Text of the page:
Family dynamics and age-related patterns in marriage probability

Jenni E. Pettay⁎, Simon N. Chapman, Mirkka Lahdenperä, Virpi Lummaa
Evolution and Human Behavior (in press)

In cooperatively breeding species, extended living in natal families after maturity is often associated with limited
breeding possibilities and the ability to gain indirect fitness from helping relatives, with family dynamics, such as
parental presence and relatedness between family members, playing a key role in determining the timing of own
reproduction. How family dynamics affect marriage and the onset of reproduction in humans is complex and less
well-understood. While paternal absence can be associated with both earlier puberty and reproductive behaviour,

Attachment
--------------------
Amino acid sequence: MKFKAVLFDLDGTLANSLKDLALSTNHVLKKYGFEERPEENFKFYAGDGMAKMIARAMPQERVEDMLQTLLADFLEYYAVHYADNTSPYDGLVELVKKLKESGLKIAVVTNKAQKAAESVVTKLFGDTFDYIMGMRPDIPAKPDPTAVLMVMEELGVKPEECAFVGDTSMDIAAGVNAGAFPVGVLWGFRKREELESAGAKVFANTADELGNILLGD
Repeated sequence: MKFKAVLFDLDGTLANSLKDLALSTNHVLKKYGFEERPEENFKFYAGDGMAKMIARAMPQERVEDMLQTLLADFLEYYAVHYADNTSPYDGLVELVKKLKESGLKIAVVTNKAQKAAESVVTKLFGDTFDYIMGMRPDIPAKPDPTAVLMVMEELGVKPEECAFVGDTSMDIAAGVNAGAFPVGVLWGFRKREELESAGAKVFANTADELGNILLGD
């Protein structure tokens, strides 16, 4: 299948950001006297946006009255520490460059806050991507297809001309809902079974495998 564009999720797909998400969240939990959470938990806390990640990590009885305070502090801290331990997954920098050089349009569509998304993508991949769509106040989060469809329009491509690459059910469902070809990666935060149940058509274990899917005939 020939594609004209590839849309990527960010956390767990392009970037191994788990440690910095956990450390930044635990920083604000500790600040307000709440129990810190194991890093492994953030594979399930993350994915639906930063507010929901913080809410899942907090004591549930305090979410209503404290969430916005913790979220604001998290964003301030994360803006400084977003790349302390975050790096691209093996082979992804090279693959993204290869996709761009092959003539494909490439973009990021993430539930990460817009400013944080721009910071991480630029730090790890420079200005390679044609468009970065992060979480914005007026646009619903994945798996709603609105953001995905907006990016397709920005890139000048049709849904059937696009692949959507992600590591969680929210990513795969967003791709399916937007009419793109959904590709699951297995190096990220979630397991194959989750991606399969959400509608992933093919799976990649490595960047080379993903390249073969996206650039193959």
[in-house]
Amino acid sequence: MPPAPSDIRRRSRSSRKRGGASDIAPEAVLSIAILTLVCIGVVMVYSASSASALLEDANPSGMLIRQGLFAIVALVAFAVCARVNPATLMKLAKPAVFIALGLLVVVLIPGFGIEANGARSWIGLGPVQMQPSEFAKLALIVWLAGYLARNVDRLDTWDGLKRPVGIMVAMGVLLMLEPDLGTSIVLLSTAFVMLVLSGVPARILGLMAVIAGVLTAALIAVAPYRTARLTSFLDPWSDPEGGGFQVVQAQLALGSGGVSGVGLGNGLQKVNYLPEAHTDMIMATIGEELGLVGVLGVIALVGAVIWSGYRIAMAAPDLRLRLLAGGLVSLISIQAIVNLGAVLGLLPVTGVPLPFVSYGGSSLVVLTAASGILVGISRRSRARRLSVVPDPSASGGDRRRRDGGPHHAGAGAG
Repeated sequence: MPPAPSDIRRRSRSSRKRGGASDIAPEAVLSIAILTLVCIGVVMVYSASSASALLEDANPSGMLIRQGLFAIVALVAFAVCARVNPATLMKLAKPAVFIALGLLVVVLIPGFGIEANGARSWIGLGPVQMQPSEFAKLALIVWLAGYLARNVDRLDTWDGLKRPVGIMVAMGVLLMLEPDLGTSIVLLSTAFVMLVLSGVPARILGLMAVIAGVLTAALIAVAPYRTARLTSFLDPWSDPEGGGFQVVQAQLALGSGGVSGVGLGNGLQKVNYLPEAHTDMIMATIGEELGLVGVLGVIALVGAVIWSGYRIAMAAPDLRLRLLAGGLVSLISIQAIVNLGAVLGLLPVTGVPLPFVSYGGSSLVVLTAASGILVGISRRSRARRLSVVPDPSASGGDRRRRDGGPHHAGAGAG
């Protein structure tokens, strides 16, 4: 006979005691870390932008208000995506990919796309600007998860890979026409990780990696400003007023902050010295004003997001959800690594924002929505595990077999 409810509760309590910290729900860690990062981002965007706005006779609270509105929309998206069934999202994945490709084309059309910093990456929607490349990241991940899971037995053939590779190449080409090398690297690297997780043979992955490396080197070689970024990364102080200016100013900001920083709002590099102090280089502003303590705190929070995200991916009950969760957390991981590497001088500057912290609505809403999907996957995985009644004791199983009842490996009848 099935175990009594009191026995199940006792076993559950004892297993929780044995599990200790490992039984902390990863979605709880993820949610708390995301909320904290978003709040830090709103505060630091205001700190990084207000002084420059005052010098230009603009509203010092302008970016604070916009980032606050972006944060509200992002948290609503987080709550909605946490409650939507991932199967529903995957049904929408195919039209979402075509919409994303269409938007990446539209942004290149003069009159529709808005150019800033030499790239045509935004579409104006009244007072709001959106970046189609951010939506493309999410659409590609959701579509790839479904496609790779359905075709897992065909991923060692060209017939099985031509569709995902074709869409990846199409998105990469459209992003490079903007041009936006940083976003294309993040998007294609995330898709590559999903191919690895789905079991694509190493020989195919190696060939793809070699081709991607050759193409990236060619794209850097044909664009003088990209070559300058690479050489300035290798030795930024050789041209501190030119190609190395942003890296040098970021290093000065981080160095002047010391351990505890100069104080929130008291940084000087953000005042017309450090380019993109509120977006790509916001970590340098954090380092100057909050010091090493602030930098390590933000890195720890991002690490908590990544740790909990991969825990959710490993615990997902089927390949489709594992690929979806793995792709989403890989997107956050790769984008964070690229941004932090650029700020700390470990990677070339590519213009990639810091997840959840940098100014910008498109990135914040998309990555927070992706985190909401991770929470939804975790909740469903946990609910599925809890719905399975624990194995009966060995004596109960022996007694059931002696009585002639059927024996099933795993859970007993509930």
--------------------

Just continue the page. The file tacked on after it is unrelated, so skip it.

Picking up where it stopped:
or with delayed reproduction if marriage requires parental resources, in step-parent families, half-siblings
could further decrease the benefits from helping and delaying own reproduction compared to families with only
full-siblings. Such costs and benefits are likely age-dependent, but have not been addressed in previous studies.
Using data from pre-industrial agrarian Finland, we investigated if parental loss and remarriage affected marriage
probabilities of their differently-aged sons and daughters. We found that parental composition had divergent
effects across adulthood: loss of a parent resulted in a higher probability to marry in early adulthood,
whereas parental presence increased later adulthood marriage probability. Whilst the death of either parent was
linked to an overall lowered marriage probability, remarriage of the widowed parent, especially mother, could
mitigate this effect somewhat. Additionally, the presence of underage full-siblings lowered marriage probability,
suggesting postponement of one's own reproduction in favour of helping parental reproduction. Overall, our
results support the idea that humans are cooperative breeders, and show the importance of considering both
relatedness and age when investigating family dynamics.

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